‘Orphan Black’ Continues To Grapple With Huge Themes In Its Final Season

Features Writer
07.15.17

BBC America

As it barrels ahead with its final season, Orphan Black is leaning in hard on the themes that have typified the series since the beginning. Identity, scientific ethics, and struggling against a patriarchal society have been there since day one, and patient fans are reaping the benefits of seeds sown at the series’ outset. While some were worried (myself included) about the seeming addition of immortality, we should have kept the faith. While Orphan Black is indeed science fiction, it’s sci-fi that is first and foremost grounded in a believable reality.

As we reach the middle of the season with ‘Manacled Slim Wrists,’ the neolution island is melting down. P.T. Westmoreland (Stephen McHattie) has been revealed to be a fraud. He’s not the 170-year-old pretender god that he claimed to be, but yet another mortal, driven by an all consuming need to achieve immortality. After all of the trouble and pain that she’s caused over the course of the series, it’s hard to believe that Rachel Duncan (Rosemary Dunsmore) would be a moderating hand on their experiments, but even she begins to question the lengths that they’ll go in their quest for knowledge.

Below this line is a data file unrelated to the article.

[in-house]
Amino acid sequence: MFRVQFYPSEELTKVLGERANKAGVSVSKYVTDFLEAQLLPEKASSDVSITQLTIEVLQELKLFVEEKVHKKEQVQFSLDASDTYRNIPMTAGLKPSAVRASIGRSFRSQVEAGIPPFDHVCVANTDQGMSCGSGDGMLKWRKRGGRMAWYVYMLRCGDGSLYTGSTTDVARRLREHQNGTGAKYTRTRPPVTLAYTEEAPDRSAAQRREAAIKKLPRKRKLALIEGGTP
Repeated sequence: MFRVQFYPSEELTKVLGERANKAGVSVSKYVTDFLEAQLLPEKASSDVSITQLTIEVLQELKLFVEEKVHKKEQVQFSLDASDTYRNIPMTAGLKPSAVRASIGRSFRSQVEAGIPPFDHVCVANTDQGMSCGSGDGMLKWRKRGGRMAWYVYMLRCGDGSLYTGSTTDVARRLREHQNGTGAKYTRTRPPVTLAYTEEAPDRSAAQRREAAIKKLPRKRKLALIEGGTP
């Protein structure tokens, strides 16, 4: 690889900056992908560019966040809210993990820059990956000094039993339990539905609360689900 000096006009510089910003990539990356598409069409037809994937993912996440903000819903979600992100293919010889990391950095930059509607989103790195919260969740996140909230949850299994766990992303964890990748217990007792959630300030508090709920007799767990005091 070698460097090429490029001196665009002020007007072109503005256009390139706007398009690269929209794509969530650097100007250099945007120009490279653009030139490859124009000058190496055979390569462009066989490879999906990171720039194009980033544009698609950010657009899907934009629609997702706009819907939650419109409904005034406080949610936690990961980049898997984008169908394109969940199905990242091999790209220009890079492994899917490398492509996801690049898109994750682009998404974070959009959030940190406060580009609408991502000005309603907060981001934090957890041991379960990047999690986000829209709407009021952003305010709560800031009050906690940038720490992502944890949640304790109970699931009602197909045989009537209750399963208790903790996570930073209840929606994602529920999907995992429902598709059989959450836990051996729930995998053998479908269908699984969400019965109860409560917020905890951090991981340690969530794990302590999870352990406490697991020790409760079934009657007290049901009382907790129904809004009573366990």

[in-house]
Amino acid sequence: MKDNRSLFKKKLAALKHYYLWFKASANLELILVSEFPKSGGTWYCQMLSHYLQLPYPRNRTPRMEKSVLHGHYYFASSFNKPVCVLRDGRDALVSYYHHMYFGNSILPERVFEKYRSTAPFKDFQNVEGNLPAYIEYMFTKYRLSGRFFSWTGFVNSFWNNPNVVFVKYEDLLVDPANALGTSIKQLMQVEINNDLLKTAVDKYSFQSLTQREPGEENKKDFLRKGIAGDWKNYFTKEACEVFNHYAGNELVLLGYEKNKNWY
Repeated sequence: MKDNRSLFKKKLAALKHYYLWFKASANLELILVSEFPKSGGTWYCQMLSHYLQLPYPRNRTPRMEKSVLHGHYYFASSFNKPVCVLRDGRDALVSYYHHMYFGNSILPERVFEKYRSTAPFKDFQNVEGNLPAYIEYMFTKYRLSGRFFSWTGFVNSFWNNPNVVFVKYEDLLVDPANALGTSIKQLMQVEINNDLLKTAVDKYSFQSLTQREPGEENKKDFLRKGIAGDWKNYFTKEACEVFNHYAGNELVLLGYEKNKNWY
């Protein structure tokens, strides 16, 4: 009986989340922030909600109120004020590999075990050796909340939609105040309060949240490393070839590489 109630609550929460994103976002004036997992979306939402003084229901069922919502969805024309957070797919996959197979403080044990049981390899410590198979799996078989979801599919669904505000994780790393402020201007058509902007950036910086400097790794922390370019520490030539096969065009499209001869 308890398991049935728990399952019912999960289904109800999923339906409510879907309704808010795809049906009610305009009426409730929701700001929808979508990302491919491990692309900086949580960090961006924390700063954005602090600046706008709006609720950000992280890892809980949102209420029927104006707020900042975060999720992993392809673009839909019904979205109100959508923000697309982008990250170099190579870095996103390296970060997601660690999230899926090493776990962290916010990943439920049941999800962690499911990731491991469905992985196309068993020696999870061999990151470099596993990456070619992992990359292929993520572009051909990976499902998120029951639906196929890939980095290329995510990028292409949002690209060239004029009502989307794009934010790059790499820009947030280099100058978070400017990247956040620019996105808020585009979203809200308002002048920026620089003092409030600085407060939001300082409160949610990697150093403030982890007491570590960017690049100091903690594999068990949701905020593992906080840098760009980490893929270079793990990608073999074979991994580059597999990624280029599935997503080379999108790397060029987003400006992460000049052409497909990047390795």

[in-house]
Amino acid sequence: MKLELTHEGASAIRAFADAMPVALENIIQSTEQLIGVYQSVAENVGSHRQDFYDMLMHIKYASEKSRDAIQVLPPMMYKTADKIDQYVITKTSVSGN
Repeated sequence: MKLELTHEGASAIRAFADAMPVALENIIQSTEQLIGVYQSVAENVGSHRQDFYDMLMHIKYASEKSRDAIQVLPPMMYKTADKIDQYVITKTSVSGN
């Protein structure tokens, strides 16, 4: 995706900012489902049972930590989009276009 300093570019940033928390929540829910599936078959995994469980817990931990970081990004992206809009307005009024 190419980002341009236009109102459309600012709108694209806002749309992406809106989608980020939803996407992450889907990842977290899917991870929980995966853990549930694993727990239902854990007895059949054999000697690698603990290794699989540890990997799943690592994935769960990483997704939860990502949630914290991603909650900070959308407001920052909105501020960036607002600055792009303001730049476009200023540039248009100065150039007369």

In terms of scientific experimentation, Orphan Black is wading into its darkest territory yet. After the eugenics reveal and their Nazi-esque pursuit of a master race, Westmoreland and Dr. Virginia Coady (Kyra Harper) — returned from seeming death — make it even more personal by going after Sarah’s daughter, Kira (Skyler Wexler), in the most vicious way yet. Because of the secrets still hidden in her genes, the neolutionist leaders want to scrape out all of her eggs and plant them in 1,300 surrogates for brutal genetic testing to discover the key to her gifts. Turning an eight-year-old child into essentially a farm of disposable embryos proves to be a bridge to far for Duncan, causing her to break from her life long study to help Cosima and Charlotte (Cynthia Galant) escape. She pays with her life, her crimes finally catching up with her.

It’s almost superfluous at this point to praise Tatiana Maslany’s talents, but there are no signs of fatigue. While we could always use a little more Alison, each clone is getting a shot at redemption this year, and Maslany is handling it all beautifully. None of the sestras have made it out of this war with their hands clean and are all looking for ways to atone. Helena — still wild — is finding a passion beyond killing in her babies. With the unborn twin’s miracle healing powers and Helena’s fertility, she still has a target on her back from Dyad, but her tender reconciliation at the convent with Sarah shows that the craziest clone has maybe found a little peace (which probably means that she’ll be the core member of Clone Club who doesn’t survive the season).

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